I consulted with Pablo on the wisdom of keeping a maniac in my flat. Supposing that Timothy injured himself whilst trying to gouge an imaginary bat out of his lungs with a screwdriver. Pablo replied that these things happened.

A week later the agency sent me to wax floors in the St James Centre. My sheet was signed at five on the dot and I raced out of the complex, like an American schoolboy when school’s out for the summer, to intercept the bus to Leith. Half of the bus was standing and it looked like a tree laden with starlings. My money trickled into the glass, I ripped out the ticket, and then walked straight into an encounter with Renata.

She was either coming from or going to a meeting, and she was dressed as if for important clients. “Biggy!” she beamed at me, her eyes darting and flirtatious. Leaping with the warm scent of perfume was an exuberance, an immense freshness.

I turned my back on her. “I want to get off!” I yelled.

The bus was already coasting along. The driver made some observation to himself, something in a voice which was as clear as glass and yet too faint to catch. I stamped my foot in warning and then braced myself. Luckily, the doors opened as I crashed through them.

I walked for a mile, fuming, as hundreds of buses passed me.

When I reached Pablo’s flat I heard sharply raised voices. I paused for a second to listen, before plunging in.

Standing with his tiny chest thrust out, Timothy seemed to fill the centre of Pablo’s dingy living room as stunningly as an archangel, all aflame with righteousness. He accosted me and then with a spin of his wrist flooded into my face, clambering with furious monkey energy. Despite myself, I took a step back.

I had been in his flat. With a girl. The landlord could not just visit like that, not without phoning first. He was very shocked and upset!

I gazed at him in appeal and for a moment we resembled two actors whose eyes have met in the middle of reciting feeble dialogue. But then Timothy shook his head and continued to harangue me. I wrung some more of his story out of him and began to relax. It sounded like another of his hallucinations.

Timothy had been drowsing in bed that morning, washing up on the shores of wakefulness, but with the tides of sleep still lapping around his head. Suddenly, I had been standing over the bed in a pair of boxer shorts and then a woman had stepped out from behind me. I had eased myself out of my shorts and she had knelt down to give me a blowjob. Timothy had pressed his eyes shut and murmured vehemently. A tide of sleep had immersed him and then he had washed up again and opened his eyes. The room was empty.

I gestured at Pablo, who was sitting impassively in an armchair as if our argument was playing out on television. “I was in this flat this morning, miles away from Newington. Pablo spoke to me when I was shining my shoes for work.”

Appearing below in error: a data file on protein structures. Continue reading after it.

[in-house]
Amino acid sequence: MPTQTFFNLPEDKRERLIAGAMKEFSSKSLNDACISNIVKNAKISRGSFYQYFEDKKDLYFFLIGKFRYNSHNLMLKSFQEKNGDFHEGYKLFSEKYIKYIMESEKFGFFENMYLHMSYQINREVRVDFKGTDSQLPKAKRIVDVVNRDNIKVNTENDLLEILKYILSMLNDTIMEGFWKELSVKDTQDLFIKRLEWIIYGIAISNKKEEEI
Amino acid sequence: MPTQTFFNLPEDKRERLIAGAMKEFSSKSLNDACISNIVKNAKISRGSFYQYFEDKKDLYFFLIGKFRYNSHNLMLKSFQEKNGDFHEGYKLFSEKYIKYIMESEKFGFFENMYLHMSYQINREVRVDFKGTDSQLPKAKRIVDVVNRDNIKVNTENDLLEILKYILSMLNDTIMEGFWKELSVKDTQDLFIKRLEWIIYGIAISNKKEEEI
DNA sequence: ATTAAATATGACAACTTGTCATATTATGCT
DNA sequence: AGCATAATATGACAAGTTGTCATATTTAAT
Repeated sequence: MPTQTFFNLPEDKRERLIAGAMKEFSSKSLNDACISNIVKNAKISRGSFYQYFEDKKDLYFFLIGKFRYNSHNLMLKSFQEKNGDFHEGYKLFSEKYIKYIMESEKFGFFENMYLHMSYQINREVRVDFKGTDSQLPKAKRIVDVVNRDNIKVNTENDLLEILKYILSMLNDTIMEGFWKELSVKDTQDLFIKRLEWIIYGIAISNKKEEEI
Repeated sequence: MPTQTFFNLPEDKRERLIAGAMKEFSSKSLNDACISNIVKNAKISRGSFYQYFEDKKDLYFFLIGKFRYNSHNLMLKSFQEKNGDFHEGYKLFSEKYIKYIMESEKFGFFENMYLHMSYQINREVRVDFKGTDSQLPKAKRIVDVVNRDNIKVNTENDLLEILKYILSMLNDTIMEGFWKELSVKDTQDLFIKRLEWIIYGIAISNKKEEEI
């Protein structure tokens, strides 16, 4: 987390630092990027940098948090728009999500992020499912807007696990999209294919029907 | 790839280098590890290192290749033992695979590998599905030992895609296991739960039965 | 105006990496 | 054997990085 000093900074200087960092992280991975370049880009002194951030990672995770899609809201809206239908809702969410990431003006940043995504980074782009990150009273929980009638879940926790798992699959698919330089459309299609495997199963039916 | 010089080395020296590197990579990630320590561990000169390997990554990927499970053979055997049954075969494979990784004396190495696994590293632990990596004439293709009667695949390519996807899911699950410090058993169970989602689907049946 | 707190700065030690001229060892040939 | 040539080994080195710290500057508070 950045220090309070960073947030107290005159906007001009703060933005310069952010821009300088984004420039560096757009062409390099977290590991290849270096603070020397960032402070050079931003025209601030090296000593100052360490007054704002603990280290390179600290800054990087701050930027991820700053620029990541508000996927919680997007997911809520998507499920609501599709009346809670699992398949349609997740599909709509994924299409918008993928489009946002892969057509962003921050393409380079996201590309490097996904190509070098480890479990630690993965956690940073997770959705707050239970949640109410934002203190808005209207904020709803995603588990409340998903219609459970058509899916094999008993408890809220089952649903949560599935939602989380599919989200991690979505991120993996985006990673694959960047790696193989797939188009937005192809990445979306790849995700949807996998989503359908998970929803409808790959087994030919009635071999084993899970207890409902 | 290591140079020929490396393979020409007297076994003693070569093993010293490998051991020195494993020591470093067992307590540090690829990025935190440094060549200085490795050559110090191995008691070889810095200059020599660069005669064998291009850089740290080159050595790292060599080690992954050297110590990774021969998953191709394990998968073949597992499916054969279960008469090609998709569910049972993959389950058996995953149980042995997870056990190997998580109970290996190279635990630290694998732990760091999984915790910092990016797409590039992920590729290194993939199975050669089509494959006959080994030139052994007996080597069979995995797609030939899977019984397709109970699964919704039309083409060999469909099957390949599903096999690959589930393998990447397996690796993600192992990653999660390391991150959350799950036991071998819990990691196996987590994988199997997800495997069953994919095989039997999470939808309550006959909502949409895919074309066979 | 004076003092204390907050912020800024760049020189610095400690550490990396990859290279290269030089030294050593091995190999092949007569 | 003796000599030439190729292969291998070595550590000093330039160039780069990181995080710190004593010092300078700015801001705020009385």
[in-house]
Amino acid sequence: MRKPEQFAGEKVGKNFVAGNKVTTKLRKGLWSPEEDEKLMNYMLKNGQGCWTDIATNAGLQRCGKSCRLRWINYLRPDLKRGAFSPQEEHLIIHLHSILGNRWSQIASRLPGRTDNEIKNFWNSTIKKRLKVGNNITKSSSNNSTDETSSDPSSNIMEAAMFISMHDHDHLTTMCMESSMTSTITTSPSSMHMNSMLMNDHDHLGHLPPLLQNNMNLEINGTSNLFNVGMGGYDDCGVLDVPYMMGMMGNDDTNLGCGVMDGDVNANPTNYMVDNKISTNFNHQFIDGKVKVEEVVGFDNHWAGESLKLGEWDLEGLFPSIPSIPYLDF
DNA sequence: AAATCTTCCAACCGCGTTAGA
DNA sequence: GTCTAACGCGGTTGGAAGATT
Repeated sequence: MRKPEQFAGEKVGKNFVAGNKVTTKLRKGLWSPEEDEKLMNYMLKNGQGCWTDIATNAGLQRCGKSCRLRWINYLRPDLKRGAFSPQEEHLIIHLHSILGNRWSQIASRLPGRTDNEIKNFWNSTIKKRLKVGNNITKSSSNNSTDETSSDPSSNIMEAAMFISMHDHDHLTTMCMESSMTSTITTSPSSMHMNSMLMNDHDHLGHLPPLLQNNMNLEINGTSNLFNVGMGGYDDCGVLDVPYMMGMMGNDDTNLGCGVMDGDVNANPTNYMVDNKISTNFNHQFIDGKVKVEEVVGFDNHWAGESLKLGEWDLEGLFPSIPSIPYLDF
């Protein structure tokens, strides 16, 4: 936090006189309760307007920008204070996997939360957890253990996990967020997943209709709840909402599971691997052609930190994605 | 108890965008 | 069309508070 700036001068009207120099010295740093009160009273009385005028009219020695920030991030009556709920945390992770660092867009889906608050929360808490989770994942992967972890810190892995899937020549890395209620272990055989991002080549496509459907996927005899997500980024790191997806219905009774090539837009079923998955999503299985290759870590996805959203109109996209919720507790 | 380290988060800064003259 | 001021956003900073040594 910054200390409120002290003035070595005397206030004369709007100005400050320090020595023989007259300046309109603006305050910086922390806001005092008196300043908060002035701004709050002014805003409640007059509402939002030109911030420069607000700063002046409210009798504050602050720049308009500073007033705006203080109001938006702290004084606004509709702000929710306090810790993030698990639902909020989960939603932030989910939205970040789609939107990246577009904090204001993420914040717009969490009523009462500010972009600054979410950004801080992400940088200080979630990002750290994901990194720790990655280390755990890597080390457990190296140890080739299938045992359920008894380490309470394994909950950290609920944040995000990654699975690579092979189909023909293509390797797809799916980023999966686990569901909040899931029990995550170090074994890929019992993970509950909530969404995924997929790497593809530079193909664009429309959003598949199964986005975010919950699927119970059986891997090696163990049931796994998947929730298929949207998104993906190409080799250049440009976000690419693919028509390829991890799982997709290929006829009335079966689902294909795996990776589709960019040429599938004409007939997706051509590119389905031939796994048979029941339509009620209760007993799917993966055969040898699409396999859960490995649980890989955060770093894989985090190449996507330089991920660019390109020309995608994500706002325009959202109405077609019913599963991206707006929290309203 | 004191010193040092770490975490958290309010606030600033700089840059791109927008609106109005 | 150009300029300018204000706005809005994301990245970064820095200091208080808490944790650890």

Timothy was nonplussed and for a moment he had lost concentration. Yet he shook his head as if to restart himself and his mood spilled out again. “I know what your cock looks like man,” he spat. “If I saw your cock now, I’d know what it looks like.”

Pablo looked up at me merrily. He was then absent-minded and responsible. “He also knows what your girlfriend looks like. He described to me that stripy top she always used to wear.”

“He’s seen somebody wearing that stripy top in the street. My girlfriend is hardly the only…”

Pablo blinked.

“You’re right, Renata is not my girlfriend. Besides, when you get to our age, you can usually tell what somebody’s partner will look like before you’ve met them. Timothy, have you experienced any other hallucinations since you moved to my… your flat?”

His cry was unnerving for an adult and for a moment Pablo and I were startled. “I’M OKAY! There is NOTHING WRONG with me!”

Pablo was now on his feet, crooning to Timothy and slopping an arm around him with an almost motherly affection. They were retreating into a back room. I was slightly put out by this: although they both know that I don’t take drugs, I could not help feeling that there had been a lapse of courtesy. I had been excluded.

Two weeks later and Tori and her partner Toby were due to dine with me and Pablo. It was not the best idea to invite Timothy because Toby was going through a stage in which, after dabbling briefly with drugs, he was bored with them, and then suddenly affronted. Toby had recently requested that Pablo leave a party in which Pablo was, I had duly gathered, attempting to sell drugs to Toby’s friends. In the middle of parties, Toby was now rounding everybody up and leading them out into the garden or to a local park to play football. He had destroyed several parties in this way.

Whilst preparing to cook in Pablo’s rather limited kitchen, I realised that there was no ground basil to hand. Or maybe there was, but it was not apparent where. I had broadly an hour’s window and so I decided to take a bus across the city to requisition some basil from my apartment. There was also a certain china dish back there which was a good, snug size for serving vegetables. I would have to submit to the trial of meeting my tenant and I hoped, rather wistfully, that he would be out. Part of me also wanted to confirm that his corpse was not shrivelled up on my kitchen floor.

When I reached the bus stop, I was dismayed to see Tori getting off the bus which I was about to board. She had told me to expect her at some point between three and eight, and I had gambled on her coming nearer to eight, just as I was gambling on Timothy being absent from my apartment. But there was no time for explanations and so I swept Tori back on to the bus with me…